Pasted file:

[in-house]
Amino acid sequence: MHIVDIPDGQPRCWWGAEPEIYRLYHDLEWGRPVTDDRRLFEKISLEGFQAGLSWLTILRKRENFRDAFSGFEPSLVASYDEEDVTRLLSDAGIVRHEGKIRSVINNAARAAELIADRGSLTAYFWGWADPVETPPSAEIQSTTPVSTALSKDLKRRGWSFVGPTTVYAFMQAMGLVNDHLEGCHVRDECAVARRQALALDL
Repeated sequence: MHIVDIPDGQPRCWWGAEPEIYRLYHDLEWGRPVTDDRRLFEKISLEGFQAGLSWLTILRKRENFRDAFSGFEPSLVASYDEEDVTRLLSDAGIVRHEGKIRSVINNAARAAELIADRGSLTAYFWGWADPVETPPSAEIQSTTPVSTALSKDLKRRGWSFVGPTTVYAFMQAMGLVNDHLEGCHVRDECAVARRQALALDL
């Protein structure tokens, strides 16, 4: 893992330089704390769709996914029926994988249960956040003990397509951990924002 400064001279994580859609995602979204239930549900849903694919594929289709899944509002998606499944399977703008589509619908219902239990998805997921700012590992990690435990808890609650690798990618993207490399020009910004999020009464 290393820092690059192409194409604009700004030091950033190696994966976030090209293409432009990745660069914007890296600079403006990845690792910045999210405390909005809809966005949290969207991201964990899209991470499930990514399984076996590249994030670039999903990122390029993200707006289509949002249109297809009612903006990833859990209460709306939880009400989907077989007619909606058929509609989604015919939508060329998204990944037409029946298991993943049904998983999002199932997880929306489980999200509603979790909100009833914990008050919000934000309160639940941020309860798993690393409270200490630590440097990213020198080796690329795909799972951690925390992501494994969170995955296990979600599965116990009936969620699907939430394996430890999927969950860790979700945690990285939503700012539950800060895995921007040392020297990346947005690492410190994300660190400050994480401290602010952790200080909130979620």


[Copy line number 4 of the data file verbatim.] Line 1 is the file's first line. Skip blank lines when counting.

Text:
């Protein structure tokens, strides 16, 4: 893992330089704390769709996914029926994988249960956040003990397509951990924002 400064001279994580859609995602979204239930549900849903694919594929289709899944509002998606499944399977703008589509619908219902239990998805997921700012590992990690435990808890609650690798990618993207490399020009910004999020009464 290393820092690059192409194409604009700004030091950033190696994966976030090209293409432009990745660069914007890296600079403006990845690792910045999210405390909005809809966005949290969207991201964990899209991470499930990514399984076996590249994030670039999903990122390029993200707006289509949002249109297809009612903006990833859990209460709306939880009400989907077989007619909606058929509609989604015919939508060329998204990944037409029946298991993943049904998983999002199932997880929306489980999200509603979790909100009833914990008050919000934000309160639940941020309860798993690393409270200490630590440097990213020198080796690329795909799972951690925390992501494994969170995955296990979600599965116990009936969620699907939430394996430890999927969950860790979700945690990285939503700012539950800060895995921007040392020297990346947005690492410190994300660190400050994480401290602010952790200080909130979620």